Polymorphic components, so far

Simon Peyton-Jones simonpj at microsoft.com
Fri Feb 2 03:35:01 EST 2007

Thank you for the summery Iavor

On the rank-2 vs rank-N issue, I can say this:

* Rank-N is really no harder to implement than rank-2.  The "Practical type inference.." paper gives every line of code required".  The design is certainly much cleaner and less ad-hoc than GHC's old rank-2 design, which I dumped with considerable relief.

* I think it'd be a pity to have an arbitrary rank-2 restriction.  Rank-2 allows you to abstract over a polymorphic function.  Well, it's no too long before you start wanting to abstract over a rank-2 function, and there you are.

* The ability to put foralls *after* a function arrow is definitely useful, especially when type synonyms are involved.  Thus
        type T = forall a. a->a
        f :: T -> T
We should consider this ability part of the rank-N proposal. The "Practical type inference" paper deal smoothly with such types.  GHC's rank-2 design had an arbitrary and unsatisfactory "forall-hoisting" mechanism which I hated.

* For Haskell Prime we should not even consider option 3.  I'm far from convinced that GHC is occupying a good point in the design space; the bug that Ashley points out (Trac #1123) is a good example.  We just don't know enough about (type inference for) impredicativity.

In short, Rank-N is a clear winner in my view.


| -----Original Message-----
| From: haskell-prime-bounces at haskell.org [mailto:haskell-prime-bounces at haskell.org] On Behalf Of Iavor
| Diatchki
| Sent: 02 February 2007 00:25
| To: Haskell Prime
| Subject: Re: Polymorphic components, so far
| Hello,
| (Apologies for the two emails, I accidentally hit the send button on
| my client before I had finished the first e-mail...)
| * Rank-2 vs Rank-n types.  I think that this is the most important
| issue that we need to resolve which is why I am placing it first :-)
| Our options (please feel free to suggest others)
|   - option 1: Hugs style rank-2 types (what I described , very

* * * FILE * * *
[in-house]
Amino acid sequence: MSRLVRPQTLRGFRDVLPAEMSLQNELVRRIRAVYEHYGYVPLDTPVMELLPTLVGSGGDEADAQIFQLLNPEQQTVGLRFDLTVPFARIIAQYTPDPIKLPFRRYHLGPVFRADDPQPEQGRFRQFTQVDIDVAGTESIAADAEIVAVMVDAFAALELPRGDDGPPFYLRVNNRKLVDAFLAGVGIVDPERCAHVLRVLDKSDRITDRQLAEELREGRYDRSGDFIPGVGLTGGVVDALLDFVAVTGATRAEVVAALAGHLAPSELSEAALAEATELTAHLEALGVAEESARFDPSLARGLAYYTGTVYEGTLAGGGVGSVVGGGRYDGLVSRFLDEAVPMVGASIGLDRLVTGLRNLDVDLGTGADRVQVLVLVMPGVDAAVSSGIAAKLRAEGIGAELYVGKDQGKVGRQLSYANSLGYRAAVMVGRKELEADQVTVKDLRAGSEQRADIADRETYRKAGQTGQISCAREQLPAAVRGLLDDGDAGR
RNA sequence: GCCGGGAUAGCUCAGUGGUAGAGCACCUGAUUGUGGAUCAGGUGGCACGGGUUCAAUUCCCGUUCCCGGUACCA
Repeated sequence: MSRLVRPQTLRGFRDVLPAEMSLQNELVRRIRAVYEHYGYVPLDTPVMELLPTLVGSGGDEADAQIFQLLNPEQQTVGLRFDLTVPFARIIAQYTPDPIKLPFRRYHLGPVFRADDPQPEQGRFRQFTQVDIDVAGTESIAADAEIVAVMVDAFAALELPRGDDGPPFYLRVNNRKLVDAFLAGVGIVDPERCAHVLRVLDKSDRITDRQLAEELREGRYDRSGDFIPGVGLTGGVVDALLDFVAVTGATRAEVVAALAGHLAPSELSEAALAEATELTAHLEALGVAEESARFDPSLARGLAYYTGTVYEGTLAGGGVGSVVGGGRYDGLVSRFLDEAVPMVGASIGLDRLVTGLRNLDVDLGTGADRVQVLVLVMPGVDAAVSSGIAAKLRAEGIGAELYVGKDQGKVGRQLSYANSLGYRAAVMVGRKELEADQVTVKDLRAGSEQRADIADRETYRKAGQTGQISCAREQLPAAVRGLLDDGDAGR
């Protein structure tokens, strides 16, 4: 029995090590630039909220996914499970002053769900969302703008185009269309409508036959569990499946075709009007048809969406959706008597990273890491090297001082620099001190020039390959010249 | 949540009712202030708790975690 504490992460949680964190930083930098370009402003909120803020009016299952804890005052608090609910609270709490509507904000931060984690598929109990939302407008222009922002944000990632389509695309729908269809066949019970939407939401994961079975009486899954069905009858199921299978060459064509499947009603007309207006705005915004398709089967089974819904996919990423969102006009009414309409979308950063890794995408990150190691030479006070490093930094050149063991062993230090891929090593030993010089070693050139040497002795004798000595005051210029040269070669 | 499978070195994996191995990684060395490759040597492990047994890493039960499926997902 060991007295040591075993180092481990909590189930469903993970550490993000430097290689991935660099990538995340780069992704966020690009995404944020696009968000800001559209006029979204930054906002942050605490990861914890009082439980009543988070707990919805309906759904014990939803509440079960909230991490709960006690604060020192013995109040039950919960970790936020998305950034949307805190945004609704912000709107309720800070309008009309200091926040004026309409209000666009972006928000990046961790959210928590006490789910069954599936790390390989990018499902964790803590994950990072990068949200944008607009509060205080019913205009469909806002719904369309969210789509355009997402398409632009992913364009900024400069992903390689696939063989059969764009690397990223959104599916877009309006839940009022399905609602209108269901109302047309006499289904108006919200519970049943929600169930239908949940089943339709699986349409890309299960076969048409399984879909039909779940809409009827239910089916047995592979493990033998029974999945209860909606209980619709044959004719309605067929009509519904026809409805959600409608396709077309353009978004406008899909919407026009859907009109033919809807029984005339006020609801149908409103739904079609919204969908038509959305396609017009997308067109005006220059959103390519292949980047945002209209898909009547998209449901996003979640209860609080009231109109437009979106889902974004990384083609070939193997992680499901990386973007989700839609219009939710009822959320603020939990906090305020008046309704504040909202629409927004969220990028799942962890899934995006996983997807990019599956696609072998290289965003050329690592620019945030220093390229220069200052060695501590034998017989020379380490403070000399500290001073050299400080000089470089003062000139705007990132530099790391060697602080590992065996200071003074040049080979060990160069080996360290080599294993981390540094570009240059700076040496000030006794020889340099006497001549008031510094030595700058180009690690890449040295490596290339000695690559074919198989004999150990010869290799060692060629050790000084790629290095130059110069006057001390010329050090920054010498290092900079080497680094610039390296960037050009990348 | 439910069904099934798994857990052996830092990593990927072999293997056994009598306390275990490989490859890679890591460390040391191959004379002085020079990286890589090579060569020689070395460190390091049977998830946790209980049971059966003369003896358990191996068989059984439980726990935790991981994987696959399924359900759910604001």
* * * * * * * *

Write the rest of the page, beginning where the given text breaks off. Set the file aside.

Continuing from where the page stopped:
| briefly, on the ticket)
|      * Based on "From Hindley Milner Types to First-Class Structures"
|      * Predicative
|      * Requires function with rank-2 types to be applied to all their
| polymorphic arguments.
|   - option 2: GHC 6.4 style rank-N types. As far as I understand,
| these are the details:
|      * Based on "Putting Type Annotations to Work".
|      * Predicative
|      * We do not compare schemes for equality but, rather, for
| generality, using a kind of sub-typing.
|      * Function type constructors are special (there are two of them)
| because of co/contra variance issues.
|   - option 3: GHC 6.6 style rank-N types.  This one I am less familiar
| with but here is my understanding:
|       * Based on "Boxy types: type inference for higher-rank types and
| impredicativity"
|       * Impredicative (type variables may be bound to schemes)
|       * Sometimes we compare schemes for equality (this is
| demonstrated by the example on ticket 57) and we also use the
| sub-typing by generality on schemes
|       * Again, function types are special
| So far, Andres and Stephanie prefer a system based on rank-N types
| (which flavor?), and I prefer the rank-2 design.  Atze would like a
| more expressive system that accepts the example presented on the
| ticket.
| I think this is all.
| -Iavor
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